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Dec 4, 2007 04:41 PM

Now I'm Confused: What is a Stromboli and What is a Calzone?

I was listening to a radio talk show today and the topic of what ingridients are found in a stromboli versus what are found in a calzone was discussed. And during the discussion it was made clear by the hosts (via both personal experience and "wikipedia") that a calzone is shaped like a half moon and is basically a pizza turned over while a stromboli is more tubular or loaf like and is filled with ricotto instead of mozzerella and no marinara. But where I was raised (Delaware County, PA) it was the exact opposite. So what's the deal?


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  1. I had never even heard of a Stromboli until I moved to Central PA. In NYC and even upstate NY it was always all about the calzones. The 'boli seems to be a Pennsylvania thing, as they are on every pizza shop menu around here but not so much in other areas. From what I gather, the calzone is moon-shaped with ricotta and the stromboli is more rectangular with no ricotta. I'm also told that strombolis are made with mustard. Mustard with marinara sauce? ew!

    5 Replies
    1. re: xnumberoneson

      i've heard the same thing, except for the mustard bit. i have to say, that doesn't sound appetizing, but i do have a policy of trying anything (vegetarian) once.

      i stick with calzones, because i like the way the ricotta moistens all that bread. rustica in northern liberties (philly) makes a mean spinach + tomato + ricotta calzone.

      1. re: xnumberoneson

        i had mostly calzones in Queens growing up...i discovered my first stromboli in NJ

        1. re: TSQ75

          stuff yer face in new brunswick? what an entertaining place.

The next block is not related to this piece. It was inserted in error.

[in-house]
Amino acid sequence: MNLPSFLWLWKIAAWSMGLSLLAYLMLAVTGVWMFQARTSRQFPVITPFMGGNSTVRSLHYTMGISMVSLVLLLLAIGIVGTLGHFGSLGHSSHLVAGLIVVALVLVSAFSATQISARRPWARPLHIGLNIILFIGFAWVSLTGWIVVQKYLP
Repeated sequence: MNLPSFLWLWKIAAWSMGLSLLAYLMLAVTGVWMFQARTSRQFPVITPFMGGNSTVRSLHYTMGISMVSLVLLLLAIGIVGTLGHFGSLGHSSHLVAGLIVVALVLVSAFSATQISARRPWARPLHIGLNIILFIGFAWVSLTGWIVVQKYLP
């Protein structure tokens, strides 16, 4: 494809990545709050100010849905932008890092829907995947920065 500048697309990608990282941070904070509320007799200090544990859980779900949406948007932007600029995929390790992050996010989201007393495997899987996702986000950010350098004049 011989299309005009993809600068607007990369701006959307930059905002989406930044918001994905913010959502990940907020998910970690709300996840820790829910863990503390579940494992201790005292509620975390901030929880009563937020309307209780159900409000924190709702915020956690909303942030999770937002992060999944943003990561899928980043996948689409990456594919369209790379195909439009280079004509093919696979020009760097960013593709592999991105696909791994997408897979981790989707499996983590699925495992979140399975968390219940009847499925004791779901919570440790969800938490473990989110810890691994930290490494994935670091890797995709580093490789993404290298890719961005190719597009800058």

1. re: rabidog

            Ahh, loved that place a million years ago when I was at Rutgers. Mario Batali actually worked there.

        2. re: xnumberoneson

          I was born in Brooklyn, my teens were on Long Island, and then I lived in Manhattan....Stomboli was heard and eaten years before Calzone in my life...then ofcourse there's also "Lard Bread"! Tastes much better than it sounds!!!

        3. I've always known a stromboli to be a rolled pizza with sauce and mozzarella cheese. I prefer no sauce, but that's just me. Calzone's are made with mozzarella and ricotta, with or with sauce, and are folded in a half moon.
          Since moving to DE, I find that no one makes a rolled stromboli down here. Such a travesty.....

          1. I agree with the original post & what they said on the radio. Stromboli is like a loaf, doesn't have any ricotta or marinara. I like getting Stromboli's from Franzones Pizza in Bridgeport -- they stuff if w/ various meats (I think the same you'd fine on an Italian Hoagie), it has melted mozerella inside, & has oil, onion & Italian seasonings. So, really, it's sort of like a cooked Italian Hoagie.

            1. i don't ever remember having a stromboli with ricotta inside of it - that to me (born and raised in the SEPA area) is a calzone. Tho the calzones i've had are more half moon in shape. what radio show was this?

              3 Replies
              1. re: smackdown

                It was on 610WIP sports radio's afternoon show with Anthony Gargano and Steve Martarano. In my area a calzone was loaf shaped and filled with ricotta and had a more flaky crust. A stromboli was half moon folded over pizza. I guess we were wrong in South East Delco?

                1. re: Chinon00

                  Was raised in South Philly and then Delco afterward and I can tell you that a Calzone is always filled with ricotta and no sauce and usually one meat, maybe two, that you would find on a pizza (sausage, pepperoni, etc.), usually had with sauce on top of it. A Stromboli never never never has ricotta in it! It has mozzarella cheese and meats you would find in a hoagie (ham, cappicola, salami, pepperoni, etc.). Sauce is again usually on the side. To me, calzone is like a pizza while stromboli is more like a hoagie.

                  1. re: Schpsychman

                    This is my experience too. I have lived in in the NE, and now, Texas. There are even Stromboli chain restaurants here in Texas, and they all put out what amounts to be an undressed hoagie rolled in pizza dough and toasted. Sauce and cheese are optional.

              2. My first experience with calzones was in New England, They were half moon shaped, with ricotta and other fillings (veggies, meat) and served with sauce on top, and harder to find in the Philly area. My first encounter with strombolis, in this area, was tubular, no ricotta, and with cheese, sauce, etc. inside--like a rolled pizza.